Meatless Monday: How to Build a Vegan Community With Bread and Chocolate

You and your partner are a hot young couple. You have a gorgeous eight month-old son. You live on a tropical island. Do you really need more? For Agata Kalicki and Reno Ciantar, the answer was, yes. "We found something was missing on the island," says Kalicki. So she and her husband just opened Bread and Chocolate, Grand Cayman's first (and only) vegan cafe.

Best known as a diving haven and a tax haven, Grand Cayman has no recycling program, "animal welfare is a little low on their list," and the local speciality, called mannish water, is a soup "where they stew down parts of the goat they couldn't use for curry." So is opening a vegan cafe brilliant or crazy?

"We talked about it for ages, we looked at locations, Reno worked on a business plan," and Kalicki sensed a definite interest. She'd noted their market had been carrying more plant-based products. And they'd disappear from the shelves "even when I didn't buy them," she says. "I thought, the vegans are hiding."

Since opening two months ago, Bread and Chocolate has coaxed them out. "I'm finding there's a lot more vegans than I thought there were," particularly among the island's expat community. "The locals aren't necessarily vegan, but they're coming in for the food. We're busier than I thought we'd be, considering we're in Cayman."

With menu items from waffles to vegan BLTs, it's classic cafe fare gone plant-based. "We didn't want to freak people out. We have stuff even a meat-eater would recognize as food."

Originally from outside Toronto, Kalicki grew up eating "boiled meat. Sorry, Mom." In Ciantar's family, the meat was poached, but in either case, "it was gray meat. I never thought I could stop eating it." Then Kalicki began reading about animal welfare and food production and the last time she ate mannish water, "I wound up feeling for the poor little goat. I stopped eating land animals, then, what, I'm going to kill fish? I'm vegan now. It's an animal ethics thing for me." She and Ciantar are raising their son to be vegan, too. "Heck, yeah."

Bread and Chocolate diners ask questions about "the whole vegan thing," and the couple is there to provide answers and resources. "I feel a responsibility," Kalicki says. "There's been times I've struggled to eat something vegan. But if we could switch off the amount of meat people eat, we'd have resources to feed everyone."

This is a big deal when you're on an island. Bread and Chocolate sources their greens, callaloo, tomatoes and mangos from Cayman's farmers market, but most of the food has to come from somewhere else and "everything's more expensive."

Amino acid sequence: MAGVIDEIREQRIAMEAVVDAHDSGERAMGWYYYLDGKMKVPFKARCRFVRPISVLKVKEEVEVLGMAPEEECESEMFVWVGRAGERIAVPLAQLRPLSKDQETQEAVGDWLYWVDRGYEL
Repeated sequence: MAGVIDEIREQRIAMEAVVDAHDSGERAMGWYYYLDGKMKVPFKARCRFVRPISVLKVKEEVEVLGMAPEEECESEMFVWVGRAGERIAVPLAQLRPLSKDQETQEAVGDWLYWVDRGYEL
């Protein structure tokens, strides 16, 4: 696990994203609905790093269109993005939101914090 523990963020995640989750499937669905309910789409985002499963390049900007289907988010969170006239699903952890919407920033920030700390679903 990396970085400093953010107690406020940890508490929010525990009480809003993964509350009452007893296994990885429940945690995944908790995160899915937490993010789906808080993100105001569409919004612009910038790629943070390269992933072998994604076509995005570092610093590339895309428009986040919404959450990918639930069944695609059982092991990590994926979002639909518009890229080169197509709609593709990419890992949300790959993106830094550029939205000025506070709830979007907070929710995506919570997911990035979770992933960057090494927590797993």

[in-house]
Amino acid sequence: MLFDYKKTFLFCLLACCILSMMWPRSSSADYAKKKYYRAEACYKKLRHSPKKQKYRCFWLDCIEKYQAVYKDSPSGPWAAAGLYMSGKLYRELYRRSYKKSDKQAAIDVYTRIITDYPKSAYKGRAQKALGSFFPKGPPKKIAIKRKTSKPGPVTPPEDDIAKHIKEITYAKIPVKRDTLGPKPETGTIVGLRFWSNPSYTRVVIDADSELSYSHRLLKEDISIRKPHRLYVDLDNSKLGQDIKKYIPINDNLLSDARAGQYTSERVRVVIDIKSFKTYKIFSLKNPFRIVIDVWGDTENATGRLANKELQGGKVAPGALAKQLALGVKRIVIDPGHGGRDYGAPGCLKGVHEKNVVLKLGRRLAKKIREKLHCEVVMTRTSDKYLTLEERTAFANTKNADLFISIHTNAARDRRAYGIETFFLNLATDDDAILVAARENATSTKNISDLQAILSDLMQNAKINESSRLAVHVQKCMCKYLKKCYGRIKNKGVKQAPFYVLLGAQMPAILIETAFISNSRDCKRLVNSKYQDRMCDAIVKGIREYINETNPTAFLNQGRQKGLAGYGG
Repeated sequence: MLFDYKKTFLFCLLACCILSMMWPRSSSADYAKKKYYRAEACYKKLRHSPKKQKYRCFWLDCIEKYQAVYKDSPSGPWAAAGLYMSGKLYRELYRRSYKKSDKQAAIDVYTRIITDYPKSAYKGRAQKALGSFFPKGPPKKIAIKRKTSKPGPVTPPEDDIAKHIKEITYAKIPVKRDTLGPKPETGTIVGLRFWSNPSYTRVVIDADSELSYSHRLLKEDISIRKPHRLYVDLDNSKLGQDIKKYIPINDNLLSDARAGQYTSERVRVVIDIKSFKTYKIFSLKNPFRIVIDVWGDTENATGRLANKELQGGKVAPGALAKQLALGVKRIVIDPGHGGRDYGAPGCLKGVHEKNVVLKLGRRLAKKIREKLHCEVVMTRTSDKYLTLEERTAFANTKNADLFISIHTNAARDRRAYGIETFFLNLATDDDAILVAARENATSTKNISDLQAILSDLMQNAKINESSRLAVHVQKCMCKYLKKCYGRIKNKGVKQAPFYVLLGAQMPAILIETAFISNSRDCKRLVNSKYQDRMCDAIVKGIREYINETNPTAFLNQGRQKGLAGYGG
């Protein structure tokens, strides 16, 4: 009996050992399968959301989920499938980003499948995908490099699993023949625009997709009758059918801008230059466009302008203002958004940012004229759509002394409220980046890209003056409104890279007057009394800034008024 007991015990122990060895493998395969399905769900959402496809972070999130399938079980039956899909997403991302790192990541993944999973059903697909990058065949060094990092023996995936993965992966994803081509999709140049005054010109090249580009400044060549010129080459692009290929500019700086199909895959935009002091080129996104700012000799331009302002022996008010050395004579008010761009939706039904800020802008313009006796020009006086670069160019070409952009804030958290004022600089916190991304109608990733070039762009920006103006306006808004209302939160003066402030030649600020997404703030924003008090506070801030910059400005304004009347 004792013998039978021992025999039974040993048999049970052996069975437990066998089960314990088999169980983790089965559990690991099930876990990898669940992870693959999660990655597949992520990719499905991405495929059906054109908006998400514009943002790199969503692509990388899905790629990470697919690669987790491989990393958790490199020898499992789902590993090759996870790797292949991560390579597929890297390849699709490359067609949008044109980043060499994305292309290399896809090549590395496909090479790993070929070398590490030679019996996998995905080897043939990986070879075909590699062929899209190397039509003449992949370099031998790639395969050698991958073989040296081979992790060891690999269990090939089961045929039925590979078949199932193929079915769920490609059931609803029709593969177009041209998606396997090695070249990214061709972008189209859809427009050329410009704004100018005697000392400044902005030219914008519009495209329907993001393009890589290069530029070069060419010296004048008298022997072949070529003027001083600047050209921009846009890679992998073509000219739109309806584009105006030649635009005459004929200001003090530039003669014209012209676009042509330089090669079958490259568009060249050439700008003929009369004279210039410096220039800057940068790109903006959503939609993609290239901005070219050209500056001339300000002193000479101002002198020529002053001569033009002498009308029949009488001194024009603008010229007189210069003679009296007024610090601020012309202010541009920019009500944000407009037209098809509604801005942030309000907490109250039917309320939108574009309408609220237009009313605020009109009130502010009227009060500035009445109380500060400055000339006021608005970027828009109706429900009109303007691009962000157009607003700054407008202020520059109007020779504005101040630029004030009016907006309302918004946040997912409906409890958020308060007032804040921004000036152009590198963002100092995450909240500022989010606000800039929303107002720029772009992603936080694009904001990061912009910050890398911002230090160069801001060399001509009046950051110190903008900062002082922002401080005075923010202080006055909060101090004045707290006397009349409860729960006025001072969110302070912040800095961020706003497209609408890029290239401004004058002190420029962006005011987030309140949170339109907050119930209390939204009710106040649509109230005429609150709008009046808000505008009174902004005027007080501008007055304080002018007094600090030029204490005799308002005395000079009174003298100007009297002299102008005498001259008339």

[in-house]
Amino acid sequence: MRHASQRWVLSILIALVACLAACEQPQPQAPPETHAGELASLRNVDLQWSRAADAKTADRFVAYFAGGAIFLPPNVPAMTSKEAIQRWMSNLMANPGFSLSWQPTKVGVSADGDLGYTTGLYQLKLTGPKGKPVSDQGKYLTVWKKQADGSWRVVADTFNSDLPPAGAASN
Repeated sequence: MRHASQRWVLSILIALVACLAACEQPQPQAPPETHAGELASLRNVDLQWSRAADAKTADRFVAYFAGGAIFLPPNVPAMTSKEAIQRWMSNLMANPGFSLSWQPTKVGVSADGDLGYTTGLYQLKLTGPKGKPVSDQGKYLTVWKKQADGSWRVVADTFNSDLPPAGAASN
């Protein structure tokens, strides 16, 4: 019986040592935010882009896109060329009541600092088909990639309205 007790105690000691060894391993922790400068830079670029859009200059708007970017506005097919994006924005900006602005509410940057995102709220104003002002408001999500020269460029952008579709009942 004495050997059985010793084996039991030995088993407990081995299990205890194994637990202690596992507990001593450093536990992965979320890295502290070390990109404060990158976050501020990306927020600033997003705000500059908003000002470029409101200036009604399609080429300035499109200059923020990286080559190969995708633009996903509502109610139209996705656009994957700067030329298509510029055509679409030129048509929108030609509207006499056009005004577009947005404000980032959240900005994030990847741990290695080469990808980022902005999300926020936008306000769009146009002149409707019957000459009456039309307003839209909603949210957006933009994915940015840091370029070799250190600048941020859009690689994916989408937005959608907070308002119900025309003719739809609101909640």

Having a meat-free menu saves costs. "We use a lot of dry beans and chickpeas, we make things in small batches, we make our own bread. That keeps costs down and works to our advantage with freshness," says Kalicki. "There's something about the perfect taste of food that makes you want to dance."

Bread and Chocolate regulars seem to agree. "Lunch is stupid busy," and if the concept of vegan is new and a little odd to them, they're crazy about the bacon they can't believe is made from tempeh and the chocolate chip cookies made without eggs or dairy. "It's food they wouldn't have tried otherwise, and they're pretty excited about it."

Kalicki is pretty excited, too. "We have regulars who bring in new friends all the time -- that's making me happy. It's like we're building community." Out of Bread and Chocolate. It's just what Grand Cayman has been waiting for.

Caesar Salad

from Bread and Chocolate. Used by permission

Caesar Dressing

2/3 cup vegan mayonnaise
2 cloves garlic, chopped
1 tablespoon brown mustard
1 tablespoon lemon juice
1 tablespoon red onion, minced
1 teaspoon black pepper
1 sheet of nori, torn into small bits
dash of tamari *
dash of white balsamic vinegar

Add all ingredients to blender and blend on high until nori is evenly distributed. Dressing will be thick.

Makes approximately 3/4 cup dressing.

* Similar to soy sauce, but thicker, richer and naturally gluten-free. Available in
Asian markets, natural food stores and many supermarkets.

romaine lettuce (about 3 cups of leaves, torn and loosely packed)
1 carrot, shredded
a small handful kalamata olives
1 slice red onion
2 teaspoons Caesar dressing

Gently toss romaine lettuce, shredded carrot, sliced red onion, and chopped kalamata olives with dressing until evenly coated. Serve with wedge of fresh lemon.

Serves 1. Double or triple as necessary.